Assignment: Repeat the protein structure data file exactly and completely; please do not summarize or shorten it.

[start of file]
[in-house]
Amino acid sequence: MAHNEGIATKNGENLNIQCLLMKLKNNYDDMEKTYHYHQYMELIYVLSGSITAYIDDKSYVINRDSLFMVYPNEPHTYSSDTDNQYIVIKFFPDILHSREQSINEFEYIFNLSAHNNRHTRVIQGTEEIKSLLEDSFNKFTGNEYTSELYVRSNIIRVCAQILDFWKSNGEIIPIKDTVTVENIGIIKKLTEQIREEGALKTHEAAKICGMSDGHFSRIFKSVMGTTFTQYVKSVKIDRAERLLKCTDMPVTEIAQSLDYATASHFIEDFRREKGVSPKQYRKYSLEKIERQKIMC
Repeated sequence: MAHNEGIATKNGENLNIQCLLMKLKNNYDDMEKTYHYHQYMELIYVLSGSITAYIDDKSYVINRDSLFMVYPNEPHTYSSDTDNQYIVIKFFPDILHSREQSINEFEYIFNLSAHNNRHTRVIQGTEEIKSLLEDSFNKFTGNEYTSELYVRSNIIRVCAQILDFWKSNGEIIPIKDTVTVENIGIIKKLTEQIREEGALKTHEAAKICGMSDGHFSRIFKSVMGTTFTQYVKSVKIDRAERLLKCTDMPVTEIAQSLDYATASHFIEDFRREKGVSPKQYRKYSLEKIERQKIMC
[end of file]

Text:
[in-house]
Amino acid sequence: MAHNEGIATKNGENLNIQCLLMKLKNNYDDMEKTYHYHQYMELIYVLSGSITAYIDDKSYVINRDSLFMVYPNEPHTYSSDTDNQYIVIKFFPDILHSREQSINEFEYIFNLSAHNNRHTRVIQGTEEIKSLLEDSFNKFTGNEYTSELYVRSNIIRVCAQILDFWKSNGEIIPIKDTVTVENIGIIKKLTEQIREEGALKTHEAAKICGMSDGHFSRIFKSVMGTTFTQYVKSVKIDRAERLLKCTDMPVTEIAQSLDYATASHFIEDFRREKGVSPKQYRKYSLEKIERQKIMC
Repeated sequence: MAHNEGIATKNGENLNIQCLLMKLKNNYDDMEKTYHYHQYMELIYVLSGSITAYIDDKSYVINRDSLFMVYPNEPHTYSSDTDNQYIVIKFFPDILHSREQSINEFEYIFNLSAHNNRHTRVIQGTEEIKSLLEDSFNKFTGNEYTSELYVRSNIIRVCAQILDFWKSNGEIIPIKDTVTVENIGIIKKLTEQIREEGALKTHEAAKICGMSDGHFSRIFKSVMGTTFTQYVKSVKIDRAERLLKCTDMPVTEIAQSLDYATASHFIEDFRREKGVSPKQYRKYSLEKIERQKIMC